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COHN: Warriors advance, certify their superiority

  • Warriors guard Stephen Curry scored 22 points in Game 6 of the first-round series against the Denver Nuggets on Thursday, May 2, 2013. (CHRISTOPHER CHUNG / The Press Democrat)

OAKLAND -- When it ended, when the Warriors beat the Nuggets 92-88, when they moved on to the second round of the playoffs, yellow confetti floated down from the rafters. It filled the air like yellow snow. The crowd, in yellow shirts, stood and shouted, and the defeated Denver Nuggets, under the golden snow flurry, congratulated the Warriors and hugged the players and coaches.

The Warriors' win was inevitable. When they ended the first half just two points down, you knew they would win and the Nuggets were dead. We'd seen the scenario before, the Warriors coming back and putting teams away at the end, overwhelming them.

The Warriors had led about one minute into the first quarter and never again in the first half. But it didn't matter. In the second half, Stephen Curry, who had been strangely lethargic, started sinking 3-pointers from all over the place. His shots had hit the rim in the first half — clunk. But now they were true and they pierced the net as clean as possible — swish.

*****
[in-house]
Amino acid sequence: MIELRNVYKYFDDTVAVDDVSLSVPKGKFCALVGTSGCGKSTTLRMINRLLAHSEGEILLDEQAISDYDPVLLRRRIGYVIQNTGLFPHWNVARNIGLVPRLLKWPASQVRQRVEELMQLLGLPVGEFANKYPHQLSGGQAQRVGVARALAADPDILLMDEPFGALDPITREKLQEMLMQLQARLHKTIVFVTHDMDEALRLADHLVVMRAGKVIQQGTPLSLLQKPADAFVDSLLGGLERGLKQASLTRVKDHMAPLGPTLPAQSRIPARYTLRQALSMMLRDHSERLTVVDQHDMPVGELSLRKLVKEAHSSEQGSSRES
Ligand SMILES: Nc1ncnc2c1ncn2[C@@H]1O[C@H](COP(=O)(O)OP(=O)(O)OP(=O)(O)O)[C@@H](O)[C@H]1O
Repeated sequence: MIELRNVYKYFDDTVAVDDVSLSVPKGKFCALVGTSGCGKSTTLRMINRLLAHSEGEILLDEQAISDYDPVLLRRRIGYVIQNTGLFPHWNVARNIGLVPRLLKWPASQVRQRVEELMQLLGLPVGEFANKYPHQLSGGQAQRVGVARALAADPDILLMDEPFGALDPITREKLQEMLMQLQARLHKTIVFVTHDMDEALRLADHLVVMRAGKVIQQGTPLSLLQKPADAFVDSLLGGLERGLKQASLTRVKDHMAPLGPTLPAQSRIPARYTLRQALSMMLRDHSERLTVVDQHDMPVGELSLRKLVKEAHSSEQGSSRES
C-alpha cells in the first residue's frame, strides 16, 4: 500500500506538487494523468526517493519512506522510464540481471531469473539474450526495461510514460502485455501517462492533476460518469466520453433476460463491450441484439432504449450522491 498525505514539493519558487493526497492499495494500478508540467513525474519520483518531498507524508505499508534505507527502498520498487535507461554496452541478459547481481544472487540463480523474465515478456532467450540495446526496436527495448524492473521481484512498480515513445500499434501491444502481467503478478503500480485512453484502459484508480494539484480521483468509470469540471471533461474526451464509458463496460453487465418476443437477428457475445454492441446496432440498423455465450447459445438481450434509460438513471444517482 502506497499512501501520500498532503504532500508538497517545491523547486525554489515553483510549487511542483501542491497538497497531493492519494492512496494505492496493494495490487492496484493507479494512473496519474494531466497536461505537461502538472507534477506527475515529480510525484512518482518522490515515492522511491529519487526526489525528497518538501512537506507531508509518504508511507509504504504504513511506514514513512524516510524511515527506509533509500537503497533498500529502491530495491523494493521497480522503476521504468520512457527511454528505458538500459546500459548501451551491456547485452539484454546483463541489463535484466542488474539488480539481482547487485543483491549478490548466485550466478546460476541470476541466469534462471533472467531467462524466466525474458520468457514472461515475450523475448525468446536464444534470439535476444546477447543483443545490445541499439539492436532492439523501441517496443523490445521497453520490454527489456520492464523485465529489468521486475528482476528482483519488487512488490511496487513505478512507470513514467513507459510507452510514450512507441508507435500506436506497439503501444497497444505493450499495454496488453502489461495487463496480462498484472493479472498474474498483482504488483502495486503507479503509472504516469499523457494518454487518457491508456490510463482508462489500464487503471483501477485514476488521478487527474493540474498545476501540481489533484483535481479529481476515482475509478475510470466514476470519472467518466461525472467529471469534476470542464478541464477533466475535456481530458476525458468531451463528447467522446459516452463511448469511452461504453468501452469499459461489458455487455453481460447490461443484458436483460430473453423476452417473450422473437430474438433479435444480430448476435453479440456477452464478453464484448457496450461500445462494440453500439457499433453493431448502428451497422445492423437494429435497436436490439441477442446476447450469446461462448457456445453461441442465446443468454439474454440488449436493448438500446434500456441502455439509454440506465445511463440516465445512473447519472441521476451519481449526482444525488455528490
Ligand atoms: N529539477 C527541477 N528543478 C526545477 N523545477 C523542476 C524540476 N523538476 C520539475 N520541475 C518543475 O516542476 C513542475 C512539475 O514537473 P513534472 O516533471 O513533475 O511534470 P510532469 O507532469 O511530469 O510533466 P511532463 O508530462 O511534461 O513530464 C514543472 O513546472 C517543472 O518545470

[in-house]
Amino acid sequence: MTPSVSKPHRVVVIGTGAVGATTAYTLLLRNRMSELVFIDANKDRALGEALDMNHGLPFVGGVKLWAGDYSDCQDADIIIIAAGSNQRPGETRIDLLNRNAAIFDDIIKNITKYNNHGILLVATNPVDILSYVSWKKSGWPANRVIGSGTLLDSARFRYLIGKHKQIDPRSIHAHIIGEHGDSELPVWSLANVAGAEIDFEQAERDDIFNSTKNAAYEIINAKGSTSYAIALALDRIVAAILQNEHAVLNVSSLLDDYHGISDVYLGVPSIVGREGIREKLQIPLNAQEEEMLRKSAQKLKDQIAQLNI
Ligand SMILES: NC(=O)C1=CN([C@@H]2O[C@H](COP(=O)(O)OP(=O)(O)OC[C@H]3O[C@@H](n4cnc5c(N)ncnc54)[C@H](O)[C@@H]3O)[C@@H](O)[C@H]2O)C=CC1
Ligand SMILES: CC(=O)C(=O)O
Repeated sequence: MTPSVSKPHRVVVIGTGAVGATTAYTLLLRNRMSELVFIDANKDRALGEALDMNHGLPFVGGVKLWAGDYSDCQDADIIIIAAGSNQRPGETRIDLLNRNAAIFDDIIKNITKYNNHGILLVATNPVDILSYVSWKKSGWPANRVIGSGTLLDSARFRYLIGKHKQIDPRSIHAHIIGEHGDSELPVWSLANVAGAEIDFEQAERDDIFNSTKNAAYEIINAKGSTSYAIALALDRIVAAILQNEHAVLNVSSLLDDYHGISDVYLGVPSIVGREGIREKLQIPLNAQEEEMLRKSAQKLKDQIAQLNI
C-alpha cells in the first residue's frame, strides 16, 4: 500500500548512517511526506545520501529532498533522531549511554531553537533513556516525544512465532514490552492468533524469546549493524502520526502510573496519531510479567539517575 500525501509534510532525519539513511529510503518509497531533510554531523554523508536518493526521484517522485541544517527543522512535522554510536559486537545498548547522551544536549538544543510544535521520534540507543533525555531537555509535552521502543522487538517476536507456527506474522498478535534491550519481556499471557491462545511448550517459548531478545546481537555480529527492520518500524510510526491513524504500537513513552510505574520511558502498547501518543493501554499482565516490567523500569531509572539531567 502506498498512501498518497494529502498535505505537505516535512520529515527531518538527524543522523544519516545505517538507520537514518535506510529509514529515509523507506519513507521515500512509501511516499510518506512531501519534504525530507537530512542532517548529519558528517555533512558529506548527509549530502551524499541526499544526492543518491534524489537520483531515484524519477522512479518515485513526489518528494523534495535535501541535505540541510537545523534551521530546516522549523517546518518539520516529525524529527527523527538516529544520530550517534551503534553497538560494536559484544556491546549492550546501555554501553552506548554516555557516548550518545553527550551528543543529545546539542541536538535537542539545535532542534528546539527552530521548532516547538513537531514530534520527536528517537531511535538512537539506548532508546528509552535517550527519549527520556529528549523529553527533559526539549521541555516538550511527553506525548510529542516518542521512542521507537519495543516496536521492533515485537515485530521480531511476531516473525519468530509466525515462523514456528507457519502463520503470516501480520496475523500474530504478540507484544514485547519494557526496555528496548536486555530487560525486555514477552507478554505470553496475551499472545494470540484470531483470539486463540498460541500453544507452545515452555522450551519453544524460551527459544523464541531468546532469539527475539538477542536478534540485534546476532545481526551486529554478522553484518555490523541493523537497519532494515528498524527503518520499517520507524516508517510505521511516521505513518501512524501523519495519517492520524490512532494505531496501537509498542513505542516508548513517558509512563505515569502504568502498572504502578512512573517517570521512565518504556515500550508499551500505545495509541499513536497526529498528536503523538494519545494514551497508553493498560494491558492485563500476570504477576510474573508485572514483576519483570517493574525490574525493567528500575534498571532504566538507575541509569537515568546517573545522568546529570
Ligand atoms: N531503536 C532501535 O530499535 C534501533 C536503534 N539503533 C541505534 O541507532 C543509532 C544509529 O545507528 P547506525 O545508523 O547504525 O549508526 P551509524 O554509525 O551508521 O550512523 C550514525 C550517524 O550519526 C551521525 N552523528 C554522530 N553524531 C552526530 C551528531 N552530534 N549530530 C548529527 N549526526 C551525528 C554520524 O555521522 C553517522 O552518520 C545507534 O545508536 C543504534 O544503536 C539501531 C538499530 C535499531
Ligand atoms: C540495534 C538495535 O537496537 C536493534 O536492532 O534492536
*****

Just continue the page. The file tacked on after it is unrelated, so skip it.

And Andrew Bogut did what he does — grabbed rebounds and slammed through dunks. And the Nuggets, who play hard, but can't shoot, who almost never score a 3, were no longer nuggets. They were fool's gold. And they were done. Done for the season. Well to be fair, things got pretty hairy for the Warriors at the end of the game, the Nuggets almost coming back from an 18-point deficit.

But Denver didn't make it all the way. And the Warriors' improbable story continues. Now they've eliminated the third seed in the West. And if the 2006-07 “We Believe” team was more heart-stopping and more dramatic than this season's version of the Warriors — was it? — this team is better, deeper, more talented.

The night started with Mark Jackson getting fined $25,000 for opening his mouth about the officials, for trying to influence them, according to the league. Jackson denied the charge, but the league was right. Jackson just about accused Denver coach George Karl of being a thug.

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